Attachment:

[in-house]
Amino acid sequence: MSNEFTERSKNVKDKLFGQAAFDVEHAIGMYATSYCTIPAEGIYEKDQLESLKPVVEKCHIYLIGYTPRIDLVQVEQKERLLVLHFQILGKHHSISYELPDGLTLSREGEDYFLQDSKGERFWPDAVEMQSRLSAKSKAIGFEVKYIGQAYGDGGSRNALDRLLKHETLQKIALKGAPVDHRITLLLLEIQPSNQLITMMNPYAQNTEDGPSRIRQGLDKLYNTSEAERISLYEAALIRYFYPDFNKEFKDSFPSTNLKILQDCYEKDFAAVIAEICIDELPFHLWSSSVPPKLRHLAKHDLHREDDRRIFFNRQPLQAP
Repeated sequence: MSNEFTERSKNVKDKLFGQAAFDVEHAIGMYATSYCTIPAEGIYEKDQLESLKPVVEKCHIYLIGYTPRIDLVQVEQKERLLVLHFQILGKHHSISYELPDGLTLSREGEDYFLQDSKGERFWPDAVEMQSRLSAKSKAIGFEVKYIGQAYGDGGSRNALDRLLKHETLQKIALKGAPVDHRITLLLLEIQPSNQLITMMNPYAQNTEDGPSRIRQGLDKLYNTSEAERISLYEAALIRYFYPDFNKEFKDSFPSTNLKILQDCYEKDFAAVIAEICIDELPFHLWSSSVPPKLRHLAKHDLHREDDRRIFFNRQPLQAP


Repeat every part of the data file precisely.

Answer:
[in-house]
Amino acid sequence: MSNEFTERSKNVKDKLFGQAAFDVEHAIGMYATSYCTIPAEGIYEKDQLESLKPVVEKCHIYLIGYTPRIDLVQVEQKERLLVLHFQILGKHHSISYELPDGLTLSREGEDYFLQDSKGERFWPDAVEMQSRLSAKSKAIGFEVKYIGQAYGDGGSRNALDRLLKHETLQKIALKGAPVDHRITLLLLEIQPSNQLITMMNPYAQNTEDGPSRIRQGLDKLYNTSEAERISLYEAALIRYFYPDFNKEFKDSFPSTNLKILQDCYEKDFAAVIAEICIDELPFHLWSSSVPPKLRHLAKHDLHREDDRRIFFNRQPLQAP
Repeated sequence: MSNEFTERSKNVKDKLFGQAAFDVEHAIGMYATSYCTIPAEGIYEKDQLESLKPVVEKCHIYLIGYTPRIDLVQVEQKERLLVLHFQILGKHHSISYELPDGLTLSREGEDYFLQDSKGERFWPDAVEMQSRLSAKSKAIGFEVKYIGQAYGDGGSRNALDRLLKHETLQKIALKGAPVDHRITLLLLEIQPSNQLITMMNPYAQNTEDGPSRIRQGLDKLYNTSEAERISLYEAALIRYFYPDFNKEFKDSFPSTNLKILQDCYEKDFAAVIAEICIDELPFHLWSSSVPPKLRHLAKHDLHREDDRRIFFNRQPLQAP